Phnom Penh

Compared to Siem Reap, Phnom Penh seems much less developed (I’m trying not to say ‘it feels like a third-world city’ – but it does, with its dirty broken-up pavements/sidewalks and lack of garbage collections), but there are quite a few tourists and expats there now and it’s beginning to feel more mainstream. The airport certainly has a pretty modern terminal, and is being expanded. However it’s worrying that Hun Sen,  the former Khmer Rouge cadre chosen by Vietnam to become prime minister when they overthrew the KR, is still in power three decades later and is currently in the process of closing down opposition parties and any democratic alternative to rule by him and his increasingly corrupt cronies. [Update  – by December 2017 he’d managed to effectively ban strikes and create an authoritarian one-party state. It’s getting to the point where tourists may have to decide to boycott the country.]

The one unmissable sight, of course, is the Tuol Sleng Museum of Genocidal Crimes (also known as School S-21), just southwest of the centre on the corner of Streets 113 & 350 (daily 7am-5.30pm, US$3) – you should definitely take an audioguide (US$3) or a guide (US$6). It’s very well presented, with lots of photos – like the Nazis, the Khmer Rouge took records of everyone, even if there was next to no chance of their not being killed. You may even meet one of the very few survivors – see below (some say just seven prisoners were left alive when Phnom Penh was liberated by the Vietnamese, some say that up to 200 survived in one way or another – but there’s no doubt that between 12,000 and 20,000 took the one-way journey from here to the Killing Fields). Yes, it’s harrowing, but if you do it properly you can then allow yourself not to go out to the Killing Fields as well.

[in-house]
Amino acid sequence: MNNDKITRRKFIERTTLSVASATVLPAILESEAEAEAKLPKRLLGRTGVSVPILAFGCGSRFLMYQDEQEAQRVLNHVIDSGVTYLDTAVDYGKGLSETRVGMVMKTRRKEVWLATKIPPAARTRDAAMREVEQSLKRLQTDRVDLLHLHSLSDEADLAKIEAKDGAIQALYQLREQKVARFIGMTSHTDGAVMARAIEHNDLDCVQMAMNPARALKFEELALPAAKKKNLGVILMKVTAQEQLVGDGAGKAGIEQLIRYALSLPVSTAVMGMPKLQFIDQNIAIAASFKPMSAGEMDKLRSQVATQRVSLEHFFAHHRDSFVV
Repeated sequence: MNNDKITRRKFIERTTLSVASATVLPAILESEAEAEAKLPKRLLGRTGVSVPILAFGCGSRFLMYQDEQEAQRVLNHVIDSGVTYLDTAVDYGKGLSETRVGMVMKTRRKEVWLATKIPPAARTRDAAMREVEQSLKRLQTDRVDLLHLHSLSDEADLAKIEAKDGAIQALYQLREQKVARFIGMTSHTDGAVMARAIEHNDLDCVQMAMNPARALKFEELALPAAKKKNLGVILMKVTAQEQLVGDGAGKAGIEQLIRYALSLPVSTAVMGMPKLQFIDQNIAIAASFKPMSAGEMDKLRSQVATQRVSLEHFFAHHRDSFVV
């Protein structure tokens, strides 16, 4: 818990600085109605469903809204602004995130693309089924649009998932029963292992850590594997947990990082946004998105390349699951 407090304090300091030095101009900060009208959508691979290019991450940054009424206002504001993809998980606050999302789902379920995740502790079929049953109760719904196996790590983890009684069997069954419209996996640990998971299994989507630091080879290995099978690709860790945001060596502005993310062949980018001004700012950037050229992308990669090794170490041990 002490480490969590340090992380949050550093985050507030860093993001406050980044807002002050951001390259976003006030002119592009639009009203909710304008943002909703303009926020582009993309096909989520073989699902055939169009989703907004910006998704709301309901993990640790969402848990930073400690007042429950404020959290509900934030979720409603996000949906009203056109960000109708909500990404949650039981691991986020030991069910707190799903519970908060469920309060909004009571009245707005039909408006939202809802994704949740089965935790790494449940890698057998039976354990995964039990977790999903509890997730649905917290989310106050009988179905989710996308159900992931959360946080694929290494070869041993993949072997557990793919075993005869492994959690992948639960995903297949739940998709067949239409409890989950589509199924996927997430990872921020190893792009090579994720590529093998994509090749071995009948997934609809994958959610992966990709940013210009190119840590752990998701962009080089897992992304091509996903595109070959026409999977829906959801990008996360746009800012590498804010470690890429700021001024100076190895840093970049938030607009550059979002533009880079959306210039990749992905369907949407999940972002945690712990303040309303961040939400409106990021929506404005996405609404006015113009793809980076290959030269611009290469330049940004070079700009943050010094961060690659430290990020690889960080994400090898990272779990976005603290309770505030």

The National Museum is worth visiting for US$5, mainly displaying Khmer sculpture from the 6th century on, as well as some ceramics. Next door, the Royal Palace (including the Silver Pagoda) keeps slightly erratic opening hours – we found it closed for some royal event or other. Just north of the centre, Wat Phou (daily 7am-6pm, US$1) is not particularly interesting, but it’s near some French colonial buildings which will be very attractive when they’ve been refurbished – on the post office square there’s also the Hôtel de la Poste (1890s) and, at the north end of the square, the former police station (c.1910), which may reopen as a boutique hotel at some point. There are some lively bars in this area too! Khmer Architecture Tours offer tours on Saturdays and Sundays – it’s also worth seeing some of the buildings designed by Cambodia’s best-known architect, Vann Molyvann (1926-2017), such as the National (or Olympic) Stadium and the National Theatre.

For sale – potential boutique hotel

Genocide Museum

I was very grateful to be able to meet Chum Mey, one of only seven known survivors of the S-21 Tuol Sleng Camp, who has written about his experiences there in the book SURVIVOR which raises funds for those in poverty.

Cur-tailed Cats

As we wandered thru’ Laos and Cambodia we noticed more and more cats and kittens without tails or with stumpy tails or tails with a kink. Was there some strange cruel tradition of tail deformation at birth and if so, why? As it turns out, after a fair bit of googling I discovered that this phenomenom is due to a recessive gene! There is a short-tail gene which is carried by Japanese Bobtail cats and Siamese cats whose naturally short, kinked tails have been bred out in Western countries, but has spread all over Asia helped by in-breeding between stray cats.

Some practicalities – where we slept and ate